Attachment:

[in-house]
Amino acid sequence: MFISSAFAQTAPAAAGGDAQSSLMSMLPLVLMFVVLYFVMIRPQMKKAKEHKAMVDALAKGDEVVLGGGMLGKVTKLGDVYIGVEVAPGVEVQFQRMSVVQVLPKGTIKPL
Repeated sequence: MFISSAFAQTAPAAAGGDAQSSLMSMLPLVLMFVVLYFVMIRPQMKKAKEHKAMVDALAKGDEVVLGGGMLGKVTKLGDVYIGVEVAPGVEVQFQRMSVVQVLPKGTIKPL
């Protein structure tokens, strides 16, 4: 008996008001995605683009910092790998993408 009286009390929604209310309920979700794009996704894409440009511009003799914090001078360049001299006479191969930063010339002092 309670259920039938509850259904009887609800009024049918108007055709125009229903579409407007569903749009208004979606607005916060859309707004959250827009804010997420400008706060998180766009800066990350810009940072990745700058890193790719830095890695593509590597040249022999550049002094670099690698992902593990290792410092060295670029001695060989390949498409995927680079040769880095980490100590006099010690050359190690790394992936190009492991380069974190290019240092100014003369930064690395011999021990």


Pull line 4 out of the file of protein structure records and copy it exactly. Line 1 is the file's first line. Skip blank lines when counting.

């Protein structure tokens, strides 16, 4: 008996008001995605683009910092790998993408 009286009390929604209310309920979700794009996704894409440009511009003799914090001078360049001299006479191969930063010339002092 309670259920039938509850259904009887609800009024049918108007055709125009229903579409407007569903749009208004979606607005916060859309707004959250827009804010997420400008706060998180766009800066990350810009940072990745700058890193790719830095890695593509590597040249022999550049002094670099690698992902593990290792410092060295670029001695060989390949498409995927680079040769880095980490100590006099010690050359190690790394992936190009492991380069974190290019240092100014003369930064690395011999021990």